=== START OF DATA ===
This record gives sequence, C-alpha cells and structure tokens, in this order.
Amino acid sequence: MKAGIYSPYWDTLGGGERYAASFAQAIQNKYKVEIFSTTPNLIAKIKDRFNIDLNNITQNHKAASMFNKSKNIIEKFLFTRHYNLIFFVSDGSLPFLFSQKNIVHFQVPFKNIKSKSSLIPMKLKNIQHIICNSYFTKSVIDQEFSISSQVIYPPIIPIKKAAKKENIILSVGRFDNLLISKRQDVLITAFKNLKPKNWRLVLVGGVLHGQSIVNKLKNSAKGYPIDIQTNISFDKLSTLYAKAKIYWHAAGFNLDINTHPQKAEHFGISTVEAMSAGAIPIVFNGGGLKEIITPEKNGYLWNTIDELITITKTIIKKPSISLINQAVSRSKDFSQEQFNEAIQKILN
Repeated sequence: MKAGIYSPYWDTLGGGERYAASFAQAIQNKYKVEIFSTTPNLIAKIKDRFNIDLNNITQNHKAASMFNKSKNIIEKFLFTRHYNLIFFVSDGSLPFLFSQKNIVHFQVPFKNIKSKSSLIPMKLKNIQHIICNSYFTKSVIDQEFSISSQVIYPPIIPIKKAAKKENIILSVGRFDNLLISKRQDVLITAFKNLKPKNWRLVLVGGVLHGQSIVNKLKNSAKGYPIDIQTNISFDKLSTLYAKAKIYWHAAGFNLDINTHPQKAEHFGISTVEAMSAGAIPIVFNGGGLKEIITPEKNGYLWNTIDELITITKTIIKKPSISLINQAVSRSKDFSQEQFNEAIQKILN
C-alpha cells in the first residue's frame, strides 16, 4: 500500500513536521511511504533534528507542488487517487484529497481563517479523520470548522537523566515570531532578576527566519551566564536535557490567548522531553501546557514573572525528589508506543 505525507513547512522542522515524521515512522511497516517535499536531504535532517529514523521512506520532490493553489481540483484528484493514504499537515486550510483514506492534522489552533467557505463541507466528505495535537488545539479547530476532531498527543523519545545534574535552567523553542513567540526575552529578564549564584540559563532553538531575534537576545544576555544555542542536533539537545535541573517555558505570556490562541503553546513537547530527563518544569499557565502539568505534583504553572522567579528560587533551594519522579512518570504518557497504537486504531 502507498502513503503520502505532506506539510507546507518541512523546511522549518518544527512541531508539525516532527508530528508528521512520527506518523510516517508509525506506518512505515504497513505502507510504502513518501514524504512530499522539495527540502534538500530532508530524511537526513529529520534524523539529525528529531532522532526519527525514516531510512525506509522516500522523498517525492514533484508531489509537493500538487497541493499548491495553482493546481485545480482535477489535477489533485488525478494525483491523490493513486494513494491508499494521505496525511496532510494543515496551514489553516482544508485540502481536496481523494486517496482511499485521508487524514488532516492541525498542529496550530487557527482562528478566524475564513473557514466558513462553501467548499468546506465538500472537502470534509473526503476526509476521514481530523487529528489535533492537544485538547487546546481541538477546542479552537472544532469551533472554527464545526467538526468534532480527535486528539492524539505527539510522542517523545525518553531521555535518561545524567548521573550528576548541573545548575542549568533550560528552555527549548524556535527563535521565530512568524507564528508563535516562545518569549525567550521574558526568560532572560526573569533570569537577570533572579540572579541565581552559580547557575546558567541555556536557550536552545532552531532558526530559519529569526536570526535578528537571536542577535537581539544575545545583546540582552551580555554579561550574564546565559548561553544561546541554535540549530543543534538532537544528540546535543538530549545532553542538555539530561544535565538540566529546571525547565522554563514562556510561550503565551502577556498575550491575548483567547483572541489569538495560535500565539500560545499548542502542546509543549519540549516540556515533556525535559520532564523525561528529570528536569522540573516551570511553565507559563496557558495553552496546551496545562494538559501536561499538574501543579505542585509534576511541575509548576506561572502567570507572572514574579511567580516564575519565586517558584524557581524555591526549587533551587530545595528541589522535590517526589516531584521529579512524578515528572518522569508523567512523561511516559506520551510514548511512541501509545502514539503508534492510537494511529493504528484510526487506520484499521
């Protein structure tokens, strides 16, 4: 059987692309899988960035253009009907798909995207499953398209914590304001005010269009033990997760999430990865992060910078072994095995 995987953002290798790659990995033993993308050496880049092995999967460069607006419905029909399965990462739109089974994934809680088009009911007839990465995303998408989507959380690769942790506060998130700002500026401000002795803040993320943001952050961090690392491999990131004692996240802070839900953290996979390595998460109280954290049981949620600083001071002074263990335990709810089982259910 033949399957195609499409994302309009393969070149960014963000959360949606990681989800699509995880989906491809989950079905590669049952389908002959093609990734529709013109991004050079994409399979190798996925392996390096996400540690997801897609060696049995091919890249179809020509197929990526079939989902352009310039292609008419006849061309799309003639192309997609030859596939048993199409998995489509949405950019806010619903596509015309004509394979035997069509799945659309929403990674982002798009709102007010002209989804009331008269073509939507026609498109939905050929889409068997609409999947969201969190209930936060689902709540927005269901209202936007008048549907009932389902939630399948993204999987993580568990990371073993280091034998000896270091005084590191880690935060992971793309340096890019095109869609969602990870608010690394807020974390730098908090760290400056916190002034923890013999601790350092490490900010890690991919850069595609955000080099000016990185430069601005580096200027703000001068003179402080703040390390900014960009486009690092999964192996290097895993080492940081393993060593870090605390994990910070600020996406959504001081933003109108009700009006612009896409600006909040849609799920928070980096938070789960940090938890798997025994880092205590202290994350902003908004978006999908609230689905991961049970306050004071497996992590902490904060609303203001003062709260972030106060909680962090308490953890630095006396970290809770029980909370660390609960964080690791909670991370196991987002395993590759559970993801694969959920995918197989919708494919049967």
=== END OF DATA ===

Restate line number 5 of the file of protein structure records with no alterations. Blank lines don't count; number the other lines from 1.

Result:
């Protein structure tokens, strides 16, 4: 059987692309899988960035253009009907798909995207499953398209914590304001005010269009033990997760999430990865992060910078072994095995 995987953002290798790659990995033993993308050496880049092995999967460069607006419905029909399965990462739109089974994934809680088009009911007839990465995303998408989507959380690769942790506060998130700002500026401000002795803040993320943001952050961090690392491999990131004692996240802070839900953290996979390595998460109280954290049981949620600083001071002074263990335990709810089982259910 033949399957195609499409994302309009393969070149960014963000959360949606990681989800699509995880989906491809989950079905590669049952389908002959093609990734529709013109991004050079994409399979190798996925392996390096996400540690997801897609060696049995091919890249179809020509197929990526079939989902352009310039292609008419006849061309799309003639192309997609030859596939048993199409998995489509949405950019806010619903596509015309004509394979035997069509799945659309929403990674982002798009709102007010002209989804009331008269073509939507026609498109939905050929889409068997609409999947969201969190209930936060689902709540927005269901209202936007008048549907009932389902939630399948993204999987993580568990990371073993280091034998000896270091005084590191880690935060992971793309340096890019095109869609969602990870608010690394807020974390730098908090760290400056916190002034923890013999601790350092490490900010890690991919850069595609955000080099000016990185430069601005580096200027703000001068003179402080703040390390900014960009486009690092999964192996290097895993080492940081393993060593870090605390994990910070600020996406959504001081933003109108009700009006612009896409600006909040849609799920928070980096938070789960940090938890798997025994880092205590202290994350902003908004978006999908609230689905991961049970306050004071497996992590902490904060609303203001003062709260972030106060909680962090308490953890630095006396970290809770029980909370660390609960964080690791909670991370196991987002395993590759559970993801694969959920995918197989919708494919049967």